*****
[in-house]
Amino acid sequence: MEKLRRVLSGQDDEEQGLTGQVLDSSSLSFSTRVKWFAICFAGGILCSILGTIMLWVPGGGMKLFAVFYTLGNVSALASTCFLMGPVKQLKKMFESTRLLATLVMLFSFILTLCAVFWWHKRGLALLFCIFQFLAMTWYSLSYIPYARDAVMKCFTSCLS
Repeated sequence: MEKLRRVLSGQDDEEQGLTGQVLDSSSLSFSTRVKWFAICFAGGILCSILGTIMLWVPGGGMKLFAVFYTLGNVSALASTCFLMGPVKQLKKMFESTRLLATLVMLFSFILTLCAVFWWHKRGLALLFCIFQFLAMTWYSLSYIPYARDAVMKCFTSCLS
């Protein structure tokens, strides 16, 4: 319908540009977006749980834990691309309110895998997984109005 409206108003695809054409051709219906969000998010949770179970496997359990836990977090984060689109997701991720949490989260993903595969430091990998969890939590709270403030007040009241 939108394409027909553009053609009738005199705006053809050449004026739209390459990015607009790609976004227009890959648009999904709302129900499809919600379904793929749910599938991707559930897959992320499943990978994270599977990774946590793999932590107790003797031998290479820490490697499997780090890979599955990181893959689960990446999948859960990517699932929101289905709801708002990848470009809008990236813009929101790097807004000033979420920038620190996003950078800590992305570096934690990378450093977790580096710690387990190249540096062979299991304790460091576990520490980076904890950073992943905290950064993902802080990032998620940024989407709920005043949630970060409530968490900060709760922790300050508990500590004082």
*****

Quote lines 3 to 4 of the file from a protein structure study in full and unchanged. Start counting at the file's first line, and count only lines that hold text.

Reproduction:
Repeated sequence: MEKLRRVLSGQDDEEQGLTGQVLDSSSLSFSTRVKWFAICFAGGILCSILGTIMLWVPGGGMKLFAVFYTLGNVSALASTCFLMGPVKQLKKMFESTRLLATLVMLFSFILTLCAVFWWHKRGLALLFCIFQFLAMTWYSLSYIPYARDAVMKCFTSCLS
């Protein structure tokens, strides 16, 4: 319908540009977006749980834990691309309110895998997984109005 409206108003695809054409051709219906969000998010949770179970496997359990836990977090984060689109997701991720949490989260993903595969430091990998969890939590709270403030007040009241 939108394409027909553009053609009738005199705006053809050449004026739209390459990015607009790609976004227009890959648009999904709302129900499809919600379904793929749910599938991707559930897959992320499943990978994270599977990774946590793999932590107790003797031998290479820490490697499997780090890979599955990181893959689960990446999948859960990517699932929101289905709801708002990848470009809008990236813009929101790097807004000033979420920038620190996003950078800590992305570096934690990378450093977790580096710690387990190249540096062979299991304790460091576990520490980076904890950073992943905290950064993902802080990032998620940024989407709920005043949630970060409530968490900060709760922790300050508990500590004082």